Santa Trinita

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Santa Trinita (pronounced [ˈsanta ˈtriːnita]; Italian for "Holy Trinity") is a Roman Catholic church located in front of the Piazza of the same name, traversed by Via de' Tornabuoni, in central Florence, region of Tuscany, Italy. It is the mother church of the Vallumbrosan Order of monks, founded in 1092 by a Florentine nobleman. South on Via de' Tornabuoni is the Ponte Santa Trinita over the river Arno; across the street is the Palazzo Spini Feroni.

Façade of Santa Trinita.

History[edit]

The church is famous for its Sassetti Chapel, containing 15th-century frescoes by Domenico Ghirlandaio, and the Bartolini Salimbeni Chapel, with frescoes by Lorenzo Monaco.

Even though the modern Italian word for "trinity" is trinità, with an accent indicating stress on the last vowel, the old Florentine pronunciation used to put the stress on the first vowel, and the name is therefore written without an accent; sometimes, it is accented as trìnita to indicate the unusual pronunciation.


The current church was constructed in 1258–1280 at the site of a pre-existing 11th-century church. Multiple reconstructions occurred over the centuries. The Mannerist façade (1593–1594) was designed by Bernardo Buontalenti. The bas-relief over the central door of the Trinity was sculpted by Pietro Bernini and Giovanni Battista Caccini. The 17th-century wooden doors have carved panels depicting Saints of the Vallumbrosan order. The Column of Justice (Colonna di Giustizia) in the Piazza outside, originates from the Baths of Caracalla in Rome, and was a gift to Cosimo I de' Medici by Pope Pius IV. It was erected in 1565 to commemorate the Battle of Montemurlo in which Florence defeated Siena.

The Santa Trinita Maestà by Cimabue was once at the high altar of the church, and was later moved to a side chapel. It is now exhibited at the Uffizi.

Chapels[edit]

The church has approximately 20 chapels, many with masterworks. The most significant are the Sassetti and the Bartolini Salimbeni chapels. Francesco Sassetti had been a manager of the Medici Bank, and some of the Ghirlandaio frescoes capture views of contemporary Florence.

Side Chapel # Chapel name and artworks
R 1 (nave near facade) Gianfigliazzi chapel: remodeled circa 1630 by Gherardo Silvani contains a 14th-century crucifix (Crocifisso della Providenza) and a fresco of St Mary of Egypt & St Zosimus (c. 1400).
R 2 Davizzi chapel: remodeled c. 1642 by Matteo Nigetti.
R 3 Cialli-Sernigi chapel: contains a Madonna with Saints by Neri di Bicci and unfinished detached murals of Mystic marriage of St Catherine by a follower of Spinello Aretino.
R 4 Bartolini Salimbeni Chapel: houses frescoes of Life of the Virgin (1420s) by Lorenzo Monaco and assistants. The impressive Annunciation altarpiece is also by Lorenzo Monaco.
R 5 Ardinghelli chapel: contains a 15th-century Man of Sorrows and a tabernacle (1505–15) by Benedetto da Rovezzano.
R 6 (far wall after transept exit) Sassetti Chapel: a landmark in Florence, the chapel has frescoes of Life of St Francis and Prophecies of Christ’s Birth (1482–1485), as well as an altarpiece of Adoration of the Magi (1485), all painted by Domenico Ghirlandaio. Over the entrance is a scene of the Sybil informing emperor Augustus of the coming of Christ. One panel depicts the Miracle of St Francis in resuscitating a boy who had fallen from Palazzo Spini, which occurred across the street.[1] The Francis Receiving the Order from Pope Honorius is now housed in the Piazza della Signoria.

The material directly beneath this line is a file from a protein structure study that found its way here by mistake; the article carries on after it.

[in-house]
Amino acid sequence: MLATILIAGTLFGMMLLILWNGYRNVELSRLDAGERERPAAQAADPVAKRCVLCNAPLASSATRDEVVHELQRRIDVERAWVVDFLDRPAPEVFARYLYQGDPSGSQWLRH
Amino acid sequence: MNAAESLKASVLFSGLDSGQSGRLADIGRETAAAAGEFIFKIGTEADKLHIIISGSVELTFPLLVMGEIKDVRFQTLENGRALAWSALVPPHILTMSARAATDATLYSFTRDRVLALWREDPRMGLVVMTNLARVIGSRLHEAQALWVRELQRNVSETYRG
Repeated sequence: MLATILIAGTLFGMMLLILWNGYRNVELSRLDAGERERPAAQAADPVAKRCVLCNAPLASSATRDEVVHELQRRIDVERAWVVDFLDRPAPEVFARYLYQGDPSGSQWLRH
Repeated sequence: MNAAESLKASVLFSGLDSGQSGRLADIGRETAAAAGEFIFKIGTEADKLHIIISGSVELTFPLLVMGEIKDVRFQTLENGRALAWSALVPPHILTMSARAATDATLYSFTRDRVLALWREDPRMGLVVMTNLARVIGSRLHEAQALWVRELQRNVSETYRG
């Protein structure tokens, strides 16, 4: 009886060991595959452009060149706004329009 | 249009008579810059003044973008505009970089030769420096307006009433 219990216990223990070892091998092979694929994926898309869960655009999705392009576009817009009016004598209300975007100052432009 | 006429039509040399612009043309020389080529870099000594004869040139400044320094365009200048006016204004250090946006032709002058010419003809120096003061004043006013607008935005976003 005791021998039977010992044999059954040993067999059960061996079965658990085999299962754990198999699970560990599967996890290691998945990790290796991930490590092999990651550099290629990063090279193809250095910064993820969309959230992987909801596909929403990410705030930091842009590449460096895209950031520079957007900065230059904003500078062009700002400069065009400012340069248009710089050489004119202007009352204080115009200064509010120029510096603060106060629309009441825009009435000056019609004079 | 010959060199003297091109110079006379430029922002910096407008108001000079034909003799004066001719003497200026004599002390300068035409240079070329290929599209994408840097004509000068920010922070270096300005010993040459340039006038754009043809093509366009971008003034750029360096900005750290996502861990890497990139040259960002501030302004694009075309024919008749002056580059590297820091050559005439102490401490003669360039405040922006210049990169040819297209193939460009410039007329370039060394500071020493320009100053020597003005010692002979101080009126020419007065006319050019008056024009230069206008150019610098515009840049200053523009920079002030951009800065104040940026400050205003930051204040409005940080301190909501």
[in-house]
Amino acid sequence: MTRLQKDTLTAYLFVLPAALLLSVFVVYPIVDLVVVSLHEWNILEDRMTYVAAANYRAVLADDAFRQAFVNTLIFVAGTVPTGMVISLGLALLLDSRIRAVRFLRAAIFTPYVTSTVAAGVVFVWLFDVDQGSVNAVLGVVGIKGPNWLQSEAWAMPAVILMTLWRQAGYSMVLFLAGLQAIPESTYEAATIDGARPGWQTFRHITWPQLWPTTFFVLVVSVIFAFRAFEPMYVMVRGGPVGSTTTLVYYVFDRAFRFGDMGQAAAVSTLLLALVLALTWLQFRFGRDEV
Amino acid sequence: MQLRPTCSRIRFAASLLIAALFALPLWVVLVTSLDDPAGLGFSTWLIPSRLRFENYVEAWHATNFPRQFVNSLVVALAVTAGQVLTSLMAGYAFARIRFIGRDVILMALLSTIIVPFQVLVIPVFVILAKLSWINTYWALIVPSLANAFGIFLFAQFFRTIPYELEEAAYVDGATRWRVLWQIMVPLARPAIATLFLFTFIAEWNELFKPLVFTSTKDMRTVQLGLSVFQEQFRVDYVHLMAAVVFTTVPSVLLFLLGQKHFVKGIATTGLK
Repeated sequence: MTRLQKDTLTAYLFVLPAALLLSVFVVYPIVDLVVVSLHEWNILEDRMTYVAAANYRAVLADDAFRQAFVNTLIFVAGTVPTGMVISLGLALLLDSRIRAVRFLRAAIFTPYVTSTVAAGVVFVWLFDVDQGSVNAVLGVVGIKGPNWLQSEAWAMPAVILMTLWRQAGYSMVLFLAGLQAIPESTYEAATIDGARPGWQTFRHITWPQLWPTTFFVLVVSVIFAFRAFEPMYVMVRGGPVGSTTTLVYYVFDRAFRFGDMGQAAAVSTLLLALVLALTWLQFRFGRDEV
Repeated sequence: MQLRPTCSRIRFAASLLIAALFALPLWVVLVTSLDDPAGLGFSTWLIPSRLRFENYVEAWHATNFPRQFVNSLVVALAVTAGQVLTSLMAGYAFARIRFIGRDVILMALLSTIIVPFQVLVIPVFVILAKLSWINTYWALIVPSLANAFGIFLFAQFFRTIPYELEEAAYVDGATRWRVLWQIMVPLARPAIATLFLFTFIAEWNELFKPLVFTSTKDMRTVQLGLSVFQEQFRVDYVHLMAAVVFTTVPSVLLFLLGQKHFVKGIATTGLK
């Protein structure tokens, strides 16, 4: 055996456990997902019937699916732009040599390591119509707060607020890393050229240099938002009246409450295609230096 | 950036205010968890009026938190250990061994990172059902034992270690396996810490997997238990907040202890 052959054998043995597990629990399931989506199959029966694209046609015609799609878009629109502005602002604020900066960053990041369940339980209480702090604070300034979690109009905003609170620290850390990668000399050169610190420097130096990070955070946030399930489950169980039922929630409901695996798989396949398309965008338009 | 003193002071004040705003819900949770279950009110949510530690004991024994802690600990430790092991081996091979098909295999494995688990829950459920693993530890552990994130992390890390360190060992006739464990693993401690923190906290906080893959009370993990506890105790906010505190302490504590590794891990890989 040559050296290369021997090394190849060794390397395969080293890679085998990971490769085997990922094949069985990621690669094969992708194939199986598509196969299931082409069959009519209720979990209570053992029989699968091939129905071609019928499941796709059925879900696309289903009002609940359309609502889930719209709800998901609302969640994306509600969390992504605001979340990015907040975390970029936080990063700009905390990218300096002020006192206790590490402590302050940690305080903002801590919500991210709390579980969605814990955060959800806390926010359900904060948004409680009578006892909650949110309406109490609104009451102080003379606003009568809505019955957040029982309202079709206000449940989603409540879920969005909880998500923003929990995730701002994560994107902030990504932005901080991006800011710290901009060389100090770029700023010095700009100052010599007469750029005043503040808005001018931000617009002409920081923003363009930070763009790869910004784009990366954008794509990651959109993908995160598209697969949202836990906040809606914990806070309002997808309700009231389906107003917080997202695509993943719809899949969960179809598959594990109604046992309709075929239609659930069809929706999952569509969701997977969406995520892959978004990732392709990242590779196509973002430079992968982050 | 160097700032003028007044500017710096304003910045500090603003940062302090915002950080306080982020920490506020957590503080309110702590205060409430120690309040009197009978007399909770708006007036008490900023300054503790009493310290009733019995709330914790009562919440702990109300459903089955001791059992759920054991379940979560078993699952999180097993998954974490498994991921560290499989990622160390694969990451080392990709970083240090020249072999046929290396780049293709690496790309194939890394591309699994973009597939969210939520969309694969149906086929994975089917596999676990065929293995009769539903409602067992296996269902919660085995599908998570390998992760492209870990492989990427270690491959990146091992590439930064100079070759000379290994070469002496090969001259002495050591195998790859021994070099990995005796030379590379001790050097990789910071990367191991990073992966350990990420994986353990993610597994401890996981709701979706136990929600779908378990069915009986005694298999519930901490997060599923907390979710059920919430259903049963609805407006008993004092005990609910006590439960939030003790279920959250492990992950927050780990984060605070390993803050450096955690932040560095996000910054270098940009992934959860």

R 7 (far wall) Doni chapel: decorated between 1608-40 by Ludovico Cigoli.
8 The center chancel hold an altarpiece by Mariotto di Nardo depicting the Trinity (1406).
L 1 (nave) Strozzi chapel: rebuilt by Giovanni Battista Caccini and contains damaged murals by Bernardino Poccetti. The altarpiece is now in the Uffizi. Fra Angelico's Deposition, begun by Lorenzo Monaco for the chapel, is now at the National Museum of San Marco.
L 2 Bombeni chapel: remodeled by Nigetti, and holds Mystic marriage of St Catherine of Siena by Antonio del Ceraiolo and St Jerome and Annunciation by Ridolfo Ghirlandaio.
L 3 Davanzati chapel: contains an Annunciation (c. 1450-60) by Neri di Bicci and a mural of Disputation of St. Catherine by a follower of Maso di Banco.
L 4 Compagni chapel: has a Coronation of Virgin (c. 1400) and a San Giovanni Gualbert and Vallombrossan saints (1455) painted by Neri di Bicci.
L 5 (transept) Spini chapel: houses a Magdalen by Desiderio da Settignano and finished by Benedetto da Maiano.
L 6 (transept) Chapel of Madonna dello Spasimo has a Christ of the road to calvary by school of Cosimo Rosselli.
L 7 (transept) Chapel of San Giovanni Gualberto was designed by Caccini.
L 8 (transept) The Chapel contains a Trinity adored by Saints Catherine & Mary Magdalen (c. 1485) painted by Francesco Granacci.
L 9 (far wall) The Scali chapel has a fresco cycle by Giovanni dal Ponte and Smeraldo di Giovanni. The tomb of the bishop Benozzo Federighi was completed by Luca della Robbia.[2]
L 10 (far wall) Usimbardi chapel: rebuilt by Cigoli in 1602.

Notes[edit]

  1. ^ Ghirlandaio, Domenico. "Resurrection of the Boy". Web Gallery of Art. Retrieved 10 August 2012. 
  2. ^ Robbia, Luca della. "Monument to Bishop Benozzo Federighi". Web Gallery of Art. Retrieved 10 August 2012. 

References[edit]

  • Borsook, Eve (1991). The Companion Guide to Florence. New York: HarperCollins. pp. 187–191. ISBN 0-00-215139-1. 

External links[edit]

Coordinates: 43°46′13″N 11°15′03″E / 43.770153°N 11.250719°E / 43.770153; 11.250719